Wild Tree Black

Tea type
Black Tea
Ingredients
Black Tea
Flavors
Floral, Fruity, Malt, Sweet, Wood, Astringent, Bitter, Chocolate, Cinnamon, Mint, Yams, Mineral, Sugar
Sold in
Loose Leaf
Caffeine
Not available
Certification
Not available
Edit tea info Last updated by nishnek
Average preparation
205 °F / 96 °C 1 min, 15 sec 7 g 4 oz / 113 ml

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5 Tasting Notes View all

  • “Another solid hong from White2Tea club (when were these from, May?). This one wasn’t particularly interesting or anything, but it was tasty. Aroma of malt and a bit of fruit off of the leaves. ...” Read full tasting note
    74
  • “I’ve been loving the lack of tea bags and CTC lately! I had a little trouble with this tea. No matter how many steeps I did, I couldn’t stand the flavor of it fully hot. It tasted off, like burned...” Read full tasting note
    85
  • “The dry leaves have a strongly fruity (fruit loop?) aroma. The flavor has a matching fruitiness as well as prominent notes of yam, malt, mint, flowers. As often is the case with fruity teas, the...” Read full tasting note
    96
  • “This one is made from a wild varietal native to Wuyi, and of the teas from this set I have looked at so far it sports the largest leaves. Big ol curly things that certainly look like something from...” Read full tasting note

From White2Tea

Made with wild varietal native to Wuyi. Pine notes, mineral.

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5 Tasting Notes

74
486 tasting notes

Another solid hong from White2Tea club (when were these from, May?). This one wasn’t particularly interesting or anything, but it was tasty. Aroma of malt and a bit of fruit off of the leaves. Flavors were soft and malty sweet with a touch of floral to begin the session. The fruit an floral flavors lasted through three or four steeps, at which point they dropped off and a bit of a woody flavor started to accompany the malt. It was not quite as sweet for the second half of the session. Not astringent or anything, though the flavor did on occasion dip into some sour territory.

Flavors: Floral, Fruity, Malt, Sweet, Wood

Preparation
200 °F / 93 °C 0 min, 15 sec 5 g 3 OZ / 100 ML

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85
239 tasting notes

I’ve been loving the lack of tea bags and CTC lately!

I had a little trouble with this tea. No matter how many steeps I did, I couldn’t stand the flavor of it fully hot. It tasted off, like burned rubber or chemicals. I know this wasn’t my equipment, as I’m using nothing new, and the flavor disappeared after the tea cooled.

As the brew cools, the tea is a lovely chocolate and cinnamon flavor, with something fungal beneath like mushrooms. It reminds me of puerh in a way, except for the chocolate cinnamon part. There’s a tiny amount of bitterness and astringency to remind me that it’s still a black tea, but there’s no sweetness. That’s a little odd considering the other flavors.

Flavors: Astringent, Bitter, Chocolate, Cinnamon

Preparation
205 °F / 96 °C 3 min, 30 sec

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96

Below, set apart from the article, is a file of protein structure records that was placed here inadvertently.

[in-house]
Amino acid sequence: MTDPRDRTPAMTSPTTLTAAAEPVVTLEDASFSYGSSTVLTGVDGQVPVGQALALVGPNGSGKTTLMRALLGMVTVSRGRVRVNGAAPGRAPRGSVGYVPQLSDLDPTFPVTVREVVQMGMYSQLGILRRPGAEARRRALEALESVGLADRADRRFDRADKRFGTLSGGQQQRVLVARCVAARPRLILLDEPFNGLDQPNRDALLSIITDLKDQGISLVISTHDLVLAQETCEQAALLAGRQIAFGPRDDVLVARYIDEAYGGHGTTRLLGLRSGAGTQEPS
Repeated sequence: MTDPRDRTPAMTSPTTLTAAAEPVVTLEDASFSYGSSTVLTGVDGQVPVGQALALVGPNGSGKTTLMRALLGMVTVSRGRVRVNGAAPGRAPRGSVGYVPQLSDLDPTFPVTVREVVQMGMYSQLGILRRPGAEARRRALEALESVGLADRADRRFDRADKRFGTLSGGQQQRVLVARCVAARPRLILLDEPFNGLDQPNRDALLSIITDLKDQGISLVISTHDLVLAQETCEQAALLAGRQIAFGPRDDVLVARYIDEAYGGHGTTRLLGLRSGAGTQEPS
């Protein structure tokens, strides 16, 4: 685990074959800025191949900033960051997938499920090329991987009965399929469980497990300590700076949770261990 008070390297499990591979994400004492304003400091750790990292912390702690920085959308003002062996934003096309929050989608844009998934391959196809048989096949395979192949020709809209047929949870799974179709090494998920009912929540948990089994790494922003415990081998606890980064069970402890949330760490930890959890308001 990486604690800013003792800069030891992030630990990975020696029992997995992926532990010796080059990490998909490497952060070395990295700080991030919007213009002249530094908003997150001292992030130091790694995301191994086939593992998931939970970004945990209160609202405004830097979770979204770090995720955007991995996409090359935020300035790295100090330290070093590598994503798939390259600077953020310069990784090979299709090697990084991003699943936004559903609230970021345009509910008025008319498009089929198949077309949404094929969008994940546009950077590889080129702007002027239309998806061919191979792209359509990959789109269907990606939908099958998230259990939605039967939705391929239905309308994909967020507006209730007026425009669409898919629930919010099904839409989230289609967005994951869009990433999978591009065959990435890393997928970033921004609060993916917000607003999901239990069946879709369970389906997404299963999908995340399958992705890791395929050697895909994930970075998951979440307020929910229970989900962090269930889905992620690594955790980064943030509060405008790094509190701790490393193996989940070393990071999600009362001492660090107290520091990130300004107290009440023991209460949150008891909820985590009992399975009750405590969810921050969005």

317 tasting notes

The dry leaves have a strongly fruity (fruit loop?) aroma. The flavor has a matching fruitiness as well as prominent notes of yam, malt, mint, flowers. As often is the case with fruity teas, the second steep has even stronger fruit notes. I try to think of a specific fruit to name, but it’s more of a generic “fruit” taste like gummy worms or other candy. Reminds me slightly of a Taiwanese black tea or Yunnan Sourcing’s Ailao High Mountain.

Flavors: Fruity, Malt, Mint, Yams

Preparation
8 g 5 OZ / 150 ML

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921 tasting notes

This one is made from a wild varietal native to Wuyi, and of the teas from this set I have looked at so far it sports the largest leaves. Big ol curly things that certainly look like something from Wuyi! The aroma is GOOD, I spent the entire time my kettle was zombie-ing its way to life sniffing the leaves, and I picked up notes of honey and cocoa, yams and toasted oats, and a distant floral note reminiscent of magnolias of all things. I think this is the first red tea I have had that has that note, which is awesome.

Awww, the floral notes vanished upon steeping, but that is ok, because the taste is still really good. I am not sure it is some sort of psychosomatic thing, but wild trees always seem to taste…well…wild, more like nature and less like food. True there are the notes of yams and cocoa, but there are note of pine wood, mineral, mountain air, and in later steeps the gardenia notes gently return. It is like walking in the mountains and drinking water from a spring…if somehow that water was already tea. This was a wonderful session that lasted many steeps, drinking it made me feel like I was in another place, even if the effect was all in my brain, it was nice regardless.

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106 tasting notes

Second, back to back with Zheng Shan Xiao Zhong Spring 1 for comparison (shout out White2Tea club, :P!). Much more tempered, lighter malt aroma compared to the Spring1, hints of wood and mineral. A pretty, but confusing shade of red orange or orange red, it is less cloudy than the Spring1 as well.

Much smoother in taste than the Spring1 with a shockingly sweet back of the throat taste comparatively. Still malty, but more rich chocolate in tone with a mineral fullness (not getting any pine, really though, despite the description…), much more enjoyable than the Spring1. More noticeable astringency due to the taste, but not really that much overall. Slight hint of bitterness to the aftertaste, becoming stronger with increasing steeps again.

Flavors: Chocolate, Malt, Mineral, Sugar, Wood

Preparation
Boiling 0 min, 15 sec 3 tsp 3 OZ / 88 ML

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